Adverse Reactions

Minor gastric adverse events have been reported in some clinical studies, including soft feces and feelings of fullness after 4 to 6 g doses of dried seaweed.Teas 2009

Seaweed is a rich source of iodine. Increased serum TSH levels have been demonstrated experimentally, and goiters have been reported in Japan where seaweed is widely consumed. The goiters appear to be only cosmetics and elimination of seaweed from the diet generally leads to shrinkage or disappearance of the goiter. Iodine concentrations in seaweed, as well as in dietary supplements, vary widely. In some cases, the United States maximum safe iodine intake of 1,000 mcg/day could be exceeded easily. Whether this would prove harmful is difficult to ascertain because susceptibility to the effects of a high intake of iodine appears to vary among individuals.Miyai 2008, Teas 2007 However, a case of maternal excess iodine intake that led to transient neonatal hypothyroidism has been reported in a Korean girl. Following almost daily consumption of seaweed soup, the infant’s elevated TSH, jaundice, and markedly elevated urine iodine was considered possibly related to elevated iodine in the mother’s breast milk. Thyroid function tests normalized within a few months of the mother ceasing to eat seaweed soup.Hamby 2018 Another case of iodine-induced hypothyroidism was reported in a 13-year-old Japanese girl with anorexia nervosa. Her total daily iodine intake was 34,700 mcg/day that resulted from daily intake of Kombu kelp (20 g/day), Japanese kelp and its broth. Her thyroid function improved within a week of stopping the Kombu kelp.Kita 2019

Daily intake of kelp resulted in a false-positive elevation in serum beta-D-glucan in a 55-year-old Japanese male recipient of a bone marrow transplant. The elevation was confirmed by a different assay and the patient’s beta-D-glucan levels normalized within 2 days of discontinuing his kelp consumption.Hashimoto 2017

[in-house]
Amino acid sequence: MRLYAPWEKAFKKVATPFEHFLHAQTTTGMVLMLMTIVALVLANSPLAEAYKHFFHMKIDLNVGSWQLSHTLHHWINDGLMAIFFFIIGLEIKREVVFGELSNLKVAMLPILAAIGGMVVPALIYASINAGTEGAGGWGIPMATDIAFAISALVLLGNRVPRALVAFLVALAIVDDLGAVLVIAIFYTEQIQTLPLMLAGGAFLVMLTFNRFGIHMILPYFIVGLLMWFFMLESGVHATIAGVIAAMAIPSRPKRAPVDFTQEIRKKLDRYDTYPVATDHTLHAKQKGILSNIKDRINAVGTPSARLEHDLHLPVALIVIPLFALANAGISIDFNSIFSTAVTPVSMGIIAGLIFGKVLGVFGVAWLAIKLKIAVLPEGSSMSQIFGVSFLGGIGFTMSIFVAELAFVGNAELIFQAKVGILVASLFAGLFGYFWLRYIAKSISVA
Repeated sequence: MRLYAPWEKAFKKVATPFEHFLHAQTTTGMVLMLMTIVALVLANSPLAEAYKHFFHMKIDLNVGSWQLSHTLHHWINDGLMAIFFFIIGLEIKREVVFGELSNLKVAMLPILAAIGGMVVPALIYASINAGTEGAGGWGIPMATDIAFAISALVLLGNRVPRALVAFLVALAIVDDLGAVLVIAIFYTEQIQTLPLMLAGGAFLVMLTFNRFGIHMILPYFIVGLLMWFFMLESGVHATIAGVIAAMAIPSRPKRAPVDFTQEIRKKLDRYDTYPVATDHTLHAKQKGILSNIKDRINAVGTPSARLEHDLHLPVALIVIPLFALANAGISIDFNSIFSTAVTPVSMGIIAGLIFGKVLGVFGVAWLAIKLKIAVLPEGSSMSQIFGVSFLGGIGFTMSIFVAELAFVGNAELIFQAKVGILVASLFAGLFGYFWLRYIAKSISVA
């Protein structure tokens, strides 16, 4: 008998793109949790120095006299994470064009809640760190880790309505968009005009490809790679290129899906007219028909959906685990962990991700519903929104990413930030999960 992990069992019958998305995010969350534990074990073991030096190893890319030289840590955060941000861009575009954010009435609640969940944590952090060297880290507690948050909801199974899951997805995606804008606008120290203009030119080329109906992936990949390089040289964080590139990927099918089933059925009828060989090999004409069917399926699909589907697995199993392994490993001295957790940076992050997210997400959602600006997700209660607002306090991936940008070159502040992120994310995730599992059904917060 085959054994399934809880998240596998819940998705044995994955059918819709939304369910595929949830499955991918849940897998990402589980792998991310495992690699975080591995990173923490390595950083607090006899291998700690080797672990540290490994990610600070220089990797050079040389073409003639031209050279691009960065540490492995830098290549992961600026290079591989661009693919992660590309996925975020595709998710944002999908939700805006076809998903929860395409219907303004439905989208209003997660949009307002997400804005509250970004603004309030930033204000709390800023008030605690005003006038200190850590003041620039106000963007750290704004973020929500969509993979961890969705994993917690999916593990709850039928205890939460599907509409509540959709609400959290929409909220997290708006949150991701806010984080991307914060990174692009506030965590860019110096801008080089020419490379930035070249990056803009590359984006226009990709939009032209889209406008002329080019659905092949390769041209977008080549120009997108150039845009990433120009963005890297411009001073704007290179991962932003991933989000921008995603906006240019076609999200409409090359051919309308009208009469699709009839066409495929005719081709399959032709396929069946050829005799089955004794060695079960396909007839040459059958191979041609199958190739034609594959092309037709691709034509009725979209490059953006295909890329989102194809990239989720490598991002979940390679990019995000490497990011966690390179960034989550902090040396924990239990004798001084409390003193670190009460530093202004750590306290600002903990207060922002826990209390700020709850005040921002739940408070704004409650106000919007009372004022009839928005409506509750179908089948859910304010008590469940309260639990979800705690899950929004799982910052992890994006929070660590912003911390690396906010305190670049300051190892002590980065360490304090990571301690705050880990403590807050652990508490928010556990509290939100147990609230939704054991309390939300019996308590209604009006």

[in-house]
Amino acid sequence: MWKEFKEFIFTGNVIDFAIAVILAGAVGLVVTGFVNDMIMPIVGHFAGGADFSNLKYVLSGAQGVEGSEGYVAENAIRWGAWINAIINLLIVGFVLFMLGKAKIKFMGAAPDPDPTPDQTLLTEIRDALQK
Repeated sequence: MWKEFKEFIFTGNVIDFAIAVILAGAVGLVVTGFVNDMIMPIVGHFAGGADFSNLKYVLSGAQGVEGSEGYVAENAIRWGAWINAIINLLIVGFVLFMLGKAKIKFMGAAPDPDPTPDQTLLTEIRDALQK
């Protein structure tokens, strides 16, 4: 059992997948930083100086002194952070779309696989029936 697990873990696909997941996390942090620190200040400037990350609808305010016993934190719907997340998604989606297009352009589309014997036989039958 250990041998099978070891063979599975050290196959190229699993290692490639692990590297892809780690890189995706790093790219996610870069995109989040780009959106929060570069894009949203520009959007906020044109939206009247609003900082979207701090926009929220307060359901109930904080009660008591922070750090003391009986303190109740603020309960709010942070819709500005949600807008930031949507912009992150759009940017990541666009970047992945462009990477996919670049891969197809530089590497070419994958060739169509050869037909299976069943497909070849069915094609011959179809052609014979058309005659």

Excessive intake of dried seaweed has been reported to cause carotenodermia (yellowing of the skin). Hypercarotenemia is caused by excessive intake of carotene-rich vegetables or drinks.Nishimura 1998 Arsenic is considered a human carcinogen and certain forms have been found in large amounts in seafood and seaweed; however, increases in urinary arsenic excretion have not been demonstrated in human studies.Hsueh 2002

Certain blue-green algae found in the Pacific, Indian, and Caribbean oceans have been associated with contact dermatitis. An isolate from the algae, debromoaplysiatoxin, is a very potent inflammatory agent, producing a follicular, papular, and pustular reaction in minute concentrations.Izumi 1987 Two other seaweeds, Gracilaria coronopifolia and Gracilaria tsudai, usually are considered nontoxic, but occasionally may produce poisons associated with GI symptoms when ingested. Extreme cases have resulted in death.Marshall 1998

Index Terms

  • Brown algae
  • Chlorophyta
  • Green algae
  • Phaeophyta
  • Red algae
  • Rhodophyta



This information relates to an herbal, vitamin, mineral or other dietary supplement. This product has not been reviewed by the FDA to determine whether it is safe or effective and is not subject to the quality standards and safety information collection standards that are applicable to most prescription drugs. This information should not be used to decide whether or not to take this product. This information does not endorse this product as safe, effective, or approved for treating any patient or health condition. This is only a brief summary of general information about this product. It does NOT include all information about the possible uses, directions, warnings, precautions, interactions, adverse effects, or risks that may apply to this product. This information is not specific medical advice and does not replace information you receive from your health care provider. You should talk with your health care provider for complete information about the risks and benefits of using this product.

This product may adversely interact with certain health and medical conditions, other prescription and over-the-counter drugs, foods, or other dietary supplements. This product may be unsafe when used before surgery or other medical procedures. It is important to fully inform your doctor about the herbal, vitamins, mineral or any other supplements you are taking before any kind of surgery or medical procedure. With the exception of certain products that are generally recognized as safe in normal quantities, including use of folic acid and prenatal vitamins during pregnancy, this product has not been sufficiently studied to determine whether it is safe to use during pregnancy or nursing or by persons younger than 2 years of age.